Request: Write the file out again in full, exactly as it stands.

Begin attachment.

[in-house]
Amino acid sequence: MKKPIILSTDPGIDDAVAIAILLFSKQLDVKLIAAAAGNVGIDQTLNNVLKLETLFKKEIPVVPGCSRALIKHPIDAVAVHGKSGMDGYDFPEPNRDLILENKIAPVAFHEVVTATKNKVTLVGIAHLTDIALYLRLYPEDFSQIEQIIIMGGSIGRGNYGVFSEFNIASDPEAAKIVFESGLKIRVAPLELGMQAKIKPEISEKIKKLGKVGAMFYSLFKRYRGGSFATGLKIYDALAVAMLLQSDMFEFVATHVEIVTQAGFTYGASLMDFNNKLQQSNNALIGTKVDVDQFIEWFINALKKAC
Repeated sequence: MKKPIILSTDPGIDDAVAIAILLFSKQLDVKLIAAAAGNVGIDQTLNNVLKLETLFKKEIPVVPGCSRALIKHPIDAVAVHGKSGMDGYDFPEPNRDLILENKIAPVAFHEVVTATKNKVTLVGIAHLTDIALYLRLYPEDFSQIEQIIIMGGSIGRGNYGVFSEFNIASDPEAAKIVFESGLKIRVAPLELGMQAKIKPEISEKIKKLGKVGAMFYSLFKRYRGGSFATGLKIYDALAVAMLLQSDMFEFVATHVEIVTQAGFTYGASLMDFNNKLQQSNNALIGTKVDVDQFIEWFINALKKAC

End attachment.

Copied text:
[in-house]
Amino acid sequence: MKKPIILSTDPGIDDAVAIAILLFSKQLDVKLIAAAAGNVGIDQTLNNVLKLETLFKKEIPVVPGCSRALIKHPIDAVAVHGKSGMDGYDFPEPNRDLILENKIAPVAFHEVVTATKNKVTLVGIAHLTDIALYLRLYPEDFSQIEQIIIMGGSIGRGNYGVFSEFNIASDPEAAKIVFESGLKIRVAPLELGMQAKIKPEISEKIKKLGKVGAMFYSLFKRYRGGSFATGLKIYDALAVAMLLQSDMFEFVATHVEIVTQAGFTYGASLMDFNNKLQQSNNALIGTKVDVDQFIEWFINALKKAC
Repeated sequence: MKKPIILSTDPGIDDAVAIAILLFSKQLDVKLIAAAAGNVGIDQTLNNVLKLETLFKKEIPVVPGCSRALIKHPIDAVAVHGKSGMDGYDFPEPNRDLILENKIAPVAFHEVVTATKNKVTLVGIAHLTDIALYLRLYPEDFSQIEQIIIMGGSIGRGNYGVFSEFNIASDPEAAKIVFESGLKIRVAPLELGMQAKIKPEISEKIKKLGKVGAMFYSLFKRYRGGSFATGLKIYDALAVAMLLQSDMFEFVATHVEIVTQAGFTYGASLMDFNNKLQQSNNALIGTKVDVDQFIEWFINALKKAC